Are you a first home buyer trying to work out whether to buy or build? HomeStart’s John Oliver has these top tips to help.

FAMILIARISE yourself with the State Government grants to see how they could affect your deposit.

Then find a lender who will accept the grants towards your deposit, fees and charges as not all do.

CALCULATE what your Stamp Duty will be and include this into your overall costs to see how much you will need up front.

The amount of Stamp Duty you will pay varies and will depend on whether you buy an established house, build a new one, or buy an off-the-plan apartment in the City and Riverbank precincts where the State Government is offering Stamp Duty concessions.

Find out more about Stamp Duty at the RevenueSA website.

AVOID paying Lenders Mortgage Insurance to help keep down the cost of your deposit. Most lenders charge this on loans of more than 80% of the property’s value, which can add many thousands of dollars to the cost of your loan.

Instead, at a loan where your insurance is by a Loan Provision Charge, which can be considerably less.  

DETERMINE where you’d like to buy by measuring the space you will need. If you want a house with a few bedrooms and big backyard, you may want to consider living in the suburbs where larger blocks of land are more readily available.

On the other hand, if you want something compact and cosmopolitan you may prefer to live in the city. Both areas offer options to buy and build but the costs will vary accordingly, and this may help you narrow your choices. 

CONSIDER your travel arrangements. Do you want to live close to the city in a ‘Go Zone’ where buses come every 15 minutes or are you prepared to drive to work every day, perhaps on a transport route designed to cut down travel times?

Working out how long it would take to travel to work each day could help you establish your preferred location.

You  could then see how this may affect any other arrangements you have such as picking up children from care or participating in sporting groups.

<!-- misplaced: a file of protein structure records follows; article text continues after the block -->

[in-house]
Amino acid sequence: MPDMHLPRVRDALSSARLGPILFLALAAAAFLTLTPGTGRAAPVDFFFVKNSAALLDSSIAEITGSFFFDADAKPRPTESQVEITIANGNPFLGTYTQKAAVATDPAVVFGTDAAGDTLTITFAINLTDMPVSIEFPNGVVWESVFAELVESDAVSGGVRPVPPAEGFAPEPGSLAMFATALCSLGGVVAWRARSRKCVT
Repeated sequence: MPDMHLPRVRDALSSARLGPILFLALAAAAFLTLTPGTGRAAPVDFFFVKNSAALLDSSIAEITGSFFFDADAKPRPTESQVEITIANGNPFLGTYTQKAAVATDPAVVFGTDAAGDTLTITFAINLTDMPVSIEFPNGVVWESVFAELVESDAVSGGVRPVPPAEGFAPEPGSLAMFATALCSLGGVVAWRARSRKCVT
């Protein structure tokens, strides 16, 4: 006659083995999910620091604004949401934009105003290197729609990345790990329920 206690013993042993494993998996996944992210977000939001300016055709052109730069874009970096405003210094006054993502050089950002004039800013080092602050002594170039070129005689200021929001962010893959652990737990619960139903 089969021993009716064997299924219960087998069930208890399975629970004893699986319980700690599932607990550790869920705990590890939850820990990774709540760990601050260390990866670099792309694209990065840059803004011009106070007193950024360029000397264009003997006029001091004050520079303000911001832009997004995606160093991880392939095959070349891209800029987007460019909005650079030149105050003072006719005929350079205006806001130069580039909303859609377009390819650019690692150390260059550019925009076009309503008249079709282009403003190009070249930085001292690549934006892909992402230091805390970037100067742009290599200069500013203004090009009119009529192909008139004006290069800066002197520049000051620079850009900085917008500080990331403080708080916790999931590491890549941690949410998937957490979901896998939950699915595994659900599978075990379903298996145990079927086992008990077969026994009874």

You may also want to see how long using public transport would take, if you were unable to use your car or parking was unavailable or too expensive.

WORK out when you want to move in. Do you want to move in to an established home straight away or are you happy to wait while your new home is built?  

In general, it can take up to nine months to build a new home, when the amount of time needed for council approvals and design plans as well as weather related delays are factored in.

If you are not sure about what the building process involves, ask a local builder to explain the process and how long it could take.

Some builders offer fixed price contracts that include a guaranteed build time. 

MAKE sure you include the cost of all your extras when calculating how much it would cost to build your own home. While many items are offered as standard, choosing ‘extras’ or ‘upgrades’, such as landscaping, pergolas and air conditioners, can cost more.

While the idea of having everything new to suit your personal taste can be exciting, it is important to include all the additional items when calculating the cost of building a home to work out how much you would actually be paying to see if this fits within your price range.  

WORK out if you want to renovate. If you are keen to do some renovations to an established house, consider what you are willing to take on.

Renovation shows may make it look easy and tempt you to tackle a home renovation, but this can be hard work and prove to be expensive to fix if anything were to go wrong.

Also, work out if you want to do small things such as removing carpets and painting walls, or if you are prepared to live in a building site while a team of licensed tradespeople, work around you.

Don’t forget to add renovation costs to the cost of purchasing the home.